From talk to action

We talk a lot at the moment about resilience, about being agile and adaptable, about scalability. It makes sense that when opinions become more polarised, and more questions than answers hang in the air, we feel the need to be ready for rapid change. Yet sometimes it feels as though the more we say the words (resilience, agile, adaptable), the more we’re convincing ourselves that we’re actually doing and being those things. 

Back to the Naomi Klein talk. She spoke at one point about the fairly recent shift from the idea of the individual as part of a collective movement, to the individual as a brand (think social media influencers). I guess this is not dissimilar to Margaret Thatcher saying there’s no such thing as society and it’s the individual that’s all-important and powerful. 

The parallel I’m drawing here is that if we really do want to be ready for change, and therefore resilient, we should also be prepared to instigate that change. And we’re far more likely to be able to do that by partnering up with someone else, no matter how small the change may seem. 

Agility and resilience in action 

One excellent example comes to mind, of the Royal & Derngate in Northampton addressing the issue of arts subjects being ousted from the national curriculum. It tackled this by working with leading arts, education and community organisations across the county and creating a programme to support young people, schools and local groups to unlock access to high-quality cultural opportunities. Find out more about the Northants Cultural Education Partnership and the UNLOCK programme on AMAculturehive.

Then there’s Slung Low theatre company who, under the leadership of Alan Lane, has worked alongside communities in Leeds to keep The Holbeck runnin, a bar and arts space, presenting work on a pay-what-you-decide model. It’s owned by its members (the community) and managed by Slung Low. Alan believes that access to culture is a fundamental part of a happy life and that actions, however small, can have a big impact. He’ll be guiding us through the Slung Low ethos and story at our conference.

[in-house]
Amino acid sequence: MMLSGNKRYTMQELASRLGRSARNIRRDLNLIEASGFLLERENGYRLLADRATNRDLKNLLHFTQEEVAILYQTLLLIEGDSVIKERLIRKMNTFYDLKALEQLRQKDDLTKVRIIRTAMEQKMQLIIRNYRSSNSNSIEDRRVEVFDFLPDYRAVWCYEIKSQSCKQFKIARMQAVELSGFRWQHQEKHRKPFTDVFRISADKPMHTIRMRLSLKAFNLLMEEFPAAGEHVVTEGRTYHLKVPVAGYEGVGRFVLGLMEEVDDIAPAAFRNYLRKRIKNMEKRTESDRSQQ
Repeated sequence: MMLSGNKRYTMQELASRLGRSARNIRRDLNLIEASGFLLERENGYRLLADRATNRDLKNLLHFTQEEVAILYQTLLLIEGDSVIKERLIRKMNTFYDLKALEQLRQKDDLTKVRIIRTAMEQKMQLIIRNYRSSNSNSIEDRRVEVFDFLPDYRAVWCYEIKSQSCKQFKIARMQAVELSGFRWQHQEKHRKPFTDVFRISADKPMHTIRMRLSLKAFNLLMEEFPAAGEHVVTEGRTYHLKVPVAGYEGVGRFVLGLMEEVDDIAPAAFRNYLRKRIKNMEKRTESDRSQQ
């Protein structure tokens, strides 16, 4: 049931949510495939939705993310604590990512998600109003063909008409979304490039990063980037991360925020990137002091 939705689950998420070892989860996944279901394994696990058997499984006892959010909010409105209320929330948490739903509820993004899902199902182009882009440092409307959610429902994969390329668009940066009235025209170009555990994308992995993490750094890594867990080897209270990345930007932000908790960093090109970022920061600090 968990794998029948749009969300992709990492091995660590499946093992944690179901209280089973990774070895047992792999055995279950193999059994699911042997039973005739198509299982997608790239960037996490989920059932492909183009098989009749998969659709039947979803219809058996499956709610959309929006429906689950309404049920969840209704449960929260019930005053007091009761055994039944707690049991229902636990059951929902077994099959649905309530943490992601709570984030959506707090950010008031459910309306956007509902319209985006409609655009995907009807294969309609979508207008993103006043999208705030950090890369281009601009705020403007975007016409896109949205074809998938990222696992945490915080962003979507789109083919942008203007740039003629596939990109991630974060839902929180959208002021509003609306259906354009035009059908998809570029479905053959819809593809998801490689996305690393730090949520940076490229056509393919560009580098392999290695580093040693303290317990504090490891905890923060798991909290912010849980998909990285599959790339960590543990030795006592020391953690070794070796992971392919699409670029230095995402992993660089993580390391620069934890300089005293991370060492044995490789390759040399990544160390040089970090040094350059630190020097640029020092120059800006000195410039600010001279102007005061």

Find a pay what you decide template on AMAculturehive.

Another equally great example of doing things differently, which may seem a bit less daunting in the short term, is how Dan Bates at Sheffield Theatres implemented short, all staff, morning meetings each day. Everybody knows what’s going on across the organisation and can work towards a shared vision. 

At the end of her talk Klein sent us away with one simple question to ponder. And at our conference this year, we’ll be asking the very same question of ourselves and everyone who takes part: What will you do to make a change? 

Lucy Jamieson is Head of Programme at the AMA.
www.a-m-a.co.uk
Tw @LucyJam | @amadigital

This article, sponsored and contributed by AMAculturehive, is part of a series sharing resources and learning from the online library for the sector.